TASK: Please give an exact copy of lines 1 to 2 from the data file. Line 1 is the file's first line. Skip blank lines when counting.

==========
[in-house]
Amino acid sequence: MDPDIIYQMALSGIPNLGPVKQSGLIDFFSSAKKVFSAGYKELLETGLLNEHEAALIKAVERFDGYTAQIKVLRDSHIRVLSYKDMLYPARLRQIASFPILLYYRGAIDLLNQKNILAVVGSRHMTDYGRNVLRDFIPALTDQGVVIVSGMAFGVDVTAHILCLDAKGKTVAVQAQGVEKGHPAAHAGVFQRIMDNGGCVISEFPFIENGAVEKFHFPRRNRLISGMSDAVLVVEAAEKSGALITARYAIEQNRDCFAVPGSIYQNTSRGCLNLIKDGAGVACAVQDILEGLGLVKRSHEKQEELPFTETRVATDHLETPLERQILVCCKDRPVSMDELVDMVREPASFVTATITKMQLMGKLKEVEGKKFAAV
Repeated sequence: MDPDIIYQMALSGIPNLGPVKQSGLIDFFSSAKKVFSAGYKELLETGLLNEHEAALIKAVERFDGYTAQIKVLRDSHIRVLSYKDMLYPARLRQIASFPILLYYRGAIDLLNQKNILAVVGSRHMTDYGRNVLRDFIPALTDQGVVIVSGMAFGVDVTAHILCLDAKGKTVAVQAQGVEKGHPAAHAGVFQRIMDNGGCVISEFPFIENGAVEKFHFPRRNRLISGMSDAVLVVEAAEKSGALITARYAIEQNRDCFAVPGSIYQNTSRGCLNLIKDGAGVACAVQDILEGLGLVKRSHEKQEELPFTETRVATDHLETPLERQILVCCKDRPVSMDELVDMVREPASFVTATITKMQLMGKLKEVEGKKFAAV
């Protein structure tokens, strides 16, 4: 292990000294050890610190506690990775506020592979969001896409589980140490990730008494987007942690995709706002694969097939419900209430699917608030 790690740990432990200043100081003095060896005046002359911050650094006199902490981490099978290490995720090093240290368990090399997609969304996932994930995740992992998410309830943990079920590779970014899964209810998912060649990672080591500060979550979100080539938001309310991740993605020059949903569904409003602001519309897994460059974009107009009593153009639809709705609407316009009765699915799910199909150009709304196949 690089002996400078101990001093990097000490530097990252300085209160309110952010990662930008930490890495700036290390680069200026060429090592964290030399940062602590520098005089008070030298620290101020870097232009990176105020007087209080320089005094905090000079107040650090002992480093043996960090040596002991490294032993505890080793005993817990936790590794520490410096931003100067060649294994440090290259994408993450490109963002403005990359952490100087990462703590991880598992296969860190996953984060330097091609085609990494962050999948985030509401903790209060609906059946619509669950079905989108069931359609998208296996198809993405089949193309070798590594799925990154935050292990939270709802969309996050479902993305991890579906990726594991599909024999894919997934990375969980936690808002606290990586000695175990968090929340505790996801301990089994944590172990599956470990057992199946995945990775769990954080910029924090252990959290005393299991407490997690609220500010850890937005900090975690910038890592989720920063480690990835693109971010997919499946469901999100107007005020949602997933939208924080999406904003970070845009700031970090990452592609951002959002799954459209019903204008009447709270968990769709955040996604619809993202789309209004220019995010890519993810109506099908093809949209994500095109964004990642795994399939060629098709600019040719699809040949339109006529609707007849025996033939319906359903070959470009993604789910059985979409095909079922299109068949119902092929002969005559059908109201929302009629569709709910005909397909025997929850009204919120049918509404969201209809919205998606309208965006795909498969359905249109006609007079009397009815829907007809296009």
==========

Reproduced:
[in-house]
Amino acid sequence: MDPDIIYQMALSGIPNLGPVKQSGLIDFFSSAKKVFSAGYKELLETGLLNEHEAALIKAVERFDGYTAQIKVLRDSHIRVLSYKDMLYPARLRQIASFPILLYYRGAIDLLNQKNILAVVGSRHMTDYGRNVLRDFIPALTDQGVVIVSGMAFGVDVTAHILCLDAKGKTVAVQAQGVEKGHPAAHAGVFQRIMDNGGCVISEFPFIENGAVEKFHFPRRNRLISGMSDAVLVVEAAEKSGALITARYAIEQNRDCFAVPGSIYQNTSRGCLNLIKDGAGVACAVQDILEGLGLVKRSHEKQEELPFTETRVATDHLETPLERQILVCCKDRPVSMDELVDMVREPASFVTATITKMQLMGKLKEVEGKKFAAV